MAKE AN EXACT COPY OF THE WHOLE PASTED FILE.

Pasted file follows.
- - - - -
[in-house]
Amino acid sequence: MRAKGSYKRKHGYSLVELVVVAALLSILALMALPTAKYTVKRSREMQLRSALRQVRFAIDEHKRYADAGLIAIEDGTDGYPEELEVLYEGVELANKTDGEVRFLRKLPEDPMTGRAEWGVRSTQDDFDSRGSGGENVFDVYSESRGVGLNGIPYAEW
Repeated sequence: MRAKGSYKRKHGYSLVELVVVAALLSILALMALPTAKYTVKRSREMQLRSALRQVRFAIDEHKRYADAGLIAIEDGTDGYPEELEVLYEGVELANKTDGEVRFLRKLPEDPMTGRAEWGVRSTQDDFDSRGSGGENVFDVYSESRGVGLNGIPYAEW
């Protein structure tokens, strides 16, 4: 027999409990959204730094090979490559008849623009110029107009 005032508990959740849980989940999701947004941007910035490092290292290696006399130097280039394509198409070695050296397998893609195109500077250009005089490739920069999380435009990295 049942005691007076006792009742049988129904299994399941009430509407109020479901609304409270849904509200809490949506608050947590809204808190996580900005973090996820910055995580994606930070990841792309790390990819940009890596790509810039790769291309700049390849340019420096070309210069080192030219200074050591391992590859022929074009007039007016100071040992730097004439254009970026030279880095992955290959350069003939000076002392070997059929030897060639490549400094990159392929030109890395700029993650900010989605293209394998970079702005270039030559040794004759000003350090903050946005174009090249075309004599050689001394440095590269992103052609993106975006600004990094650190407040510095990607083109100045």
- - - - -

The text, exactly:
[in-house]
Amino acid sequence: MRAKGSYKRKHGYSLVELVVVAALLSILALMALPTAKYTVKRSREMQLRSALRQVRFAIDEHKRYADAGLIAIEDGTDGYPEELEVLYEGVELANKTDGEVRFLRKLPEDPMTGRAEWGVRSTQDDFDSRGSGGENVFDVYSESRGVGLNGIPYAEW
Repeated sequence: MRAKGSYKRKHGYSLVELVVVAALLSILALMALPTAKYTVKRSREMQLRSALRQVRFAIDEHKRYADAGLIAIEDGTDGYPEELEVLYEGVELANKTDGEVRFLRKLPEDPMTGRAEWGVRSTQDDFDSRGSGGENVFDVYSESRGVGLNGIPYAEW
């Protein structure tokens, strides 16, 4: 027999409990959204730094090979490559008849623009110029107009 005032508990959740849980989940999701947004941007910035490092290292290696006399130097280039394509198409070695050296397998893609195109500077250009005089490739920069999380435009990295 049942005691007076006792009742049988129904299994399941009430509407109020479901609304409270849904509200809490949506608050947590809204808190996580900005973090996820910055995580994606930070990841792309790390990819940009890596790509810039790769291309700049390849340019420096070309210069080192030219200074050591391992590859022929074009007039007016100071040992730097004439254009970026030279880095992955290959350069003939000076002392070997059929030897060639490549400094990159392929030109890395700029993650900010989605293209394998970079702005270039030559040794004759000003350090903050946005174009090249075309004599050689001394440095590269992103052609993106975006600004990094650190407040510095990607083109100045």